The GWAS was performed using GLM and MLM models with 108,888 high-consistency SNPs. To confirm the potentially significant SNPs associated with ramet number, genotypes from three stages of the 112 core germplasms were analyzed. For the GLM model, a total of 2553, 2256, and 4288 significant SNPs were detected at P ≤ 0.01 in May, August, and November in 2016, respectively, and 44 common significant SNPs were shown in all three stages (Additional files 5 and 6). For the MLM model, 1067, 815, and 4049 significant SNPs were found at P ≤ 0.01 in the three stages, and four of the SNPs (Marker38532–124, Marker54845–111, Marker57363–43, and Marker75993–18) emerged in all three stages at the same time. Some of the detected significant SNPs emerged at least twice in the same stages; for example, the SNP (Marker20170–64) generated using the MLM model emerged twice in May.

Identification and validation of favorable SNPs associated with ramet number

To understand the effects of allelic variation on the ramet number, 20 significant SNPs, which emerged at least twice in the three stages analyzed, were identified as favorable alleles. An F1 hybrid progeny population of 241 lines and its parents were used to verify the authenticity of the favorable SNPs using genomic DNA PCR with specific primers (Additional file 2). First, DNA of the parents was used as a template for amplification with the 20 pairs of primers, and the results showed that two (Marker20170–64 and Marker142939–43) of the favorable SNPs amplified a product in one but not in the other parent (Additional file 7). Five of the favorable SNPs (Marker70439–41, Marker13742–63, Marker15847–131, Marker21174–109, and Marker18389–39) amplified a product in both parents. The remaining 13 favorable SNPs did not amplify any product in either parent. After verifying the amplification products by sequencing, Marker20170–64 and Marker142939–43 SNPs were selected for further amplification using the DNA samples of the 241 lines as templates. As shown in Fig. 2, amplification was successful in 126 of the 241 lines using Marker20170–64, which was close to the ratio of 1:1 (Table 3), whereas 222 of the 241 lines were amplified using Marker142939–43. The results of the correlation analysis between the trait (ramet numbers of the 241 lines) and the amplification results, suggests that the SNP Marker20170–64 was associated with the ramet number in ramie (Table 4).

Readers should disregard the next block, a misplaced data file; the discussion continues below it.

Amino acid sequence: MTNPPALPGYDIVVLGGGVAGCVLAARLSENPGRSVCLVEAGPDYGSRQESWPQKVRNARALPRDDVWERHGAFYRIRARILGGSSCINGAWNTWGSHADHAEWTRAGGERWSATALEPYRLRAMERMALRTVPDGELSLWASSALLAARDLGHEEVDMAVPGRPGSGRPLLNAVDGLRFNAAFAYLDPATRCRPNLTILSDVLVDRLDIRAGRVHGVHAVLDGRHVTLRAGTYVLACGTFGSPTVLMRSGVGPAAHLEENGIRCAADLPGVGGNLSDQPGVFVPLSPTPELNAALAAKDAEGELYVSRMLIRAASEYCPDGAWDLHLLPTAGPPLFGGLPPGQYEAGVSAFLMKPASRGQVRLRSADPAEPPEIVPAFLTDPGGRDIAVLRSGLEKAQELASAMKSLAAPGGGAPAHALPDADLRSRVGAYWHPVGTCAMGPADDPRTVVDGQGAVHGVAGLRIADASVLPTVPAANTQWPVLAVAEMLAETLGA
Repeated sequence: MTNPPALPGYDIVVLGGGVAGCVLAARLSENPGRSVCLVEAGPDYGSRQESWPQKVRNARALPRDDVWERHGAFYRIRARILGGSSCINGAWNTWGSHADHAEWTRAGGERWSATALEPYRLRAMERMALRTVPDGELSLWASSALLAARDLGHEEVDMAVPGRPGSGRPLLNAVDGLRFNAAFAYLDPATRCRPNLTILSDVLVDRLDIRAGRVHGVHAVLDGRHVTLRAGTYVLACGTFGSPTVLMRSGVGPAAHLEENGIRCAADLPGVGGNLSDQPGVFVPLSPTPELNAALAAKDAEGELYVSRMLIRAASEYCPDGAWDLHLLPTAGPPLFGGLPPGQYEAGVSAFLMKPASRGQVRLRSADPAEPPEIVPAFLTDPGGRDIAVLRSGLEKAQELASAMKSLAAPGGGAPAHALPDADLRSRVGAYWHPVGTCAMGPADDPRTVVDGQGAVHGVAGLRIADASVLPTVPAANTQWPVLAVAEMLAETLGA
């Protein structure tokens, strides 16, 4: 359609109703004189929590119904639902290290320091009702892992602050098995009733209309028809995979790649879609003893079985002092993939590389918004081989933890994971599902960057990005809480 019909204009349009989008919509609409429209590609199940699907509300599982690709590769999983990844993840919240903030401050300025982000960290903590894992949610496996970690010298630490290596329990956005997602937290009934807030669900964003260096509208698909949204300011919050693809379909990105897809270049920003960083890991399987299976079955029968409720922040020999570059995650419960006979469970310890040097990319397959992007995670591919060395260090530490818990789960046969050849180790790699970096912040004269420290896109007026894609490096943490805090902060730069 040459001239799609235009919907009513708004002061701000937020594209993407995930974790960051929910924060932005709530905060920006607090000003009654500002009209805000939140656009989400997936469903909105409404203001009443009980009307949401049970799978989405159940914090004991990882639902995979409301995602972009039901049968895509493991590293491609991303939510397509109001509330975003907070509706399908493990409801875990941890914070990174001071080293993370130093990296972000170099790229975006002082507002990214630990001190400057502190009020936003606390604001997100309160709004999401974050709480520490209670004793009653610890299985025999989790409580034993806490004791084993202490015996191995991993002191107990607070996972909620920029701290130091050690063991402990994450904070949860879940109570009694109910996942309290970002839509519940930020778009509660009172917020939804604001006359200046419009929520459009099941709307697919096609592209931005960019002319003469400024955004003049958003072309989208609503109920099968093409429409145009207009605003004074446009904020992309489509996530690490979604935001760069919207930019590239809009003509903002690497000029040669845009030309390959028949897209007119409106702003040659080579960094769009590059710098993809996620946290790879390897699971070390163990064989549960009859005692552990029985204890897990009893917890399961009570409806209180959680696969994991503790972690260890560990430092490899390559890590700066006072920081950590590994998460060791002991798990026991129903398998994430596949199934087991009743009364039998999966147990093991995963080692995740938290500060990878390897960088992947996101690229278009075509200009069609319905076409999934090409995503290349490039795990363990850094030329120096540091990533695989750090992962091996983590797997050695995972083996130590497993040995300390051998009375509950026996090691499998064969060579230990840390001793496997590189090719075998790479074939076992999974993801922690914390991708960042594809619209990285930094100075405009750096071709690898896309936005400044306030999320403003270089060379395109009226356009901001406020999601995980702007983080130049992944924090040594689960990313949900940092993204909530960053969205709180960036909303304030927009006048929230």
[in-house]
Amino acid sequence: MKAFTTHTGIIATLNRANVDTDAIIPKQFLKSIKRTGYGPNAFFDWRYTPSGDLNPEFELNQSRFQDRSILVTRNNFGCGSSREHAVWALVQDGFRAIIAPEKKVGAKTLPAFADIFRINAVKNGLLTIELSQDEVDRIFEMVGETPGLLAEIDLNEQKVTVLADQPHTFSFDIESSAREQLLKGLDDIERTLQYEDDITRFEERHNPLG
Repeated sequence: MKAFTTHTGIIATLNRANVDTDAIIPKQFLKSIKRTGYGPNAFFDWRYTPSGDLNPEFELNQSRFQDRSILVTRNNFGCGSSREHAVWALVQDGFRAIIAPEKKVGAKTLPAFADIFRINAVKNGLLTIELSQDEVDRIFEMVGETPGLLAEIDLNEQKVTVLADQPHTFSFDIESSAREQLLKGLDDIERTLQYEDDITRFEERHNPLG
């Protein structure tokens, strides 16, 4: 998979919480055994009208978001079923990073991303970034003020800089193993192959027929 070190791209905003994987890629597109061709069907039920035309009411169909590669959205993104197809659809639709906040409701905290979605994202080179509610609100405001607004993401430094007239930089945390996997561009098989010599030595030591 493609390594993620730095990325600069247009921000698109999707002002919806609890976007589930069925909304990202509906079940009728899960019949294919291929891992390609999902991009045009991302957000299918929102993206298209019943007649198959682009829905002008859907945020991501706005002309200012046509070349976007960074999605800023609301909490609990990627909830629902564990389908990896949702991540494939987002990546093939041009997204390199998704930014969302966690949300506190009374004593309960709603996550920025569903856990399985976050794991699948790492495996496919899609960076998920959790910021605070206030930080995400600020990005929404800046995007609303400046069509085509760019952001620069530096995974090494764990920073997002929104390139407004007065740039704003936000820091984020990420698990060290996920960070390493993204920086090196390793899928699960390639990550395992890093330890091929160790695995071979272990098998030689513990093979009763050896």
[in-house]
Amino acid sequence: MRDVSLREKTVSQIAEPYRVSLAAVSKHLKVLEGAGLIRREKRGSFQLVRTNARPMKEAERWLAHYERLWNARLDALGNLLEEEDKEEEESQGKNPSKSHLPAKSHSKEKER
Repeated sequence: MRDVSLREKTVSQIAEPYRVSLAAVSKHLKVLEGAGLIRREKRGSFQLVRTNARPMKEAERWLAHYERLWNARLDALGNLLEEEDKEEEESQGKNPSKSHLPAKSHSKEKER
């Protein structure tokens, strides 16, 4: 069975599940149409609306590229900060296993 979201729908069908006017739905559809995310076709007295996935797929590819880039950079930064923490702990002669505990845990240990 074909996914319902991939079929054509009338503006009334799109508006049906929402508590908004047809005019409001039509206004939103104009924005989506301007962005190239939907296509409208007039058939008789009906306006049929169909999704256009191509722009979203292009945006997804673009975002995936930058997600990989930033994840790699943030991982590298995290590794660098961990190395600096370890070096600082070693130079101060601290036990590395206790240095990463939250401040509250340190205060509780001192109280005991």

Fig. 2
figure 2

Verification of favorable single nucleotide polymorphisms (SNPs) in an F1 hybrid progeny population of ramie using genomic DNA polymerase chain reaction (PCR). a Results of PCR amplified using specific primers of Marker20170–64. The target product size was 241 bp. The first lane on the left is DNA marker. The numbers 200, 300, and 400 denote 200, 300, and 400 bp, respectively. b PCR amplification using specific primers of Marker142939–43. The target product size was 125 bp. The numbers 1–241 denote 241 lines of the F1 hybrid progeny population. The first lane on the left is DNA marker. The numbers 100, 200, and 300 denote 100, 200, and 300 bp, respectively

Table 3 Test for goodness-of-fit (χ2) between ramet number and PCR results in validation population
Table 4 The correlation (r) between single nucleotide polymorphisms (SNPs) and ramet number

Candidate gene identification and expression analysis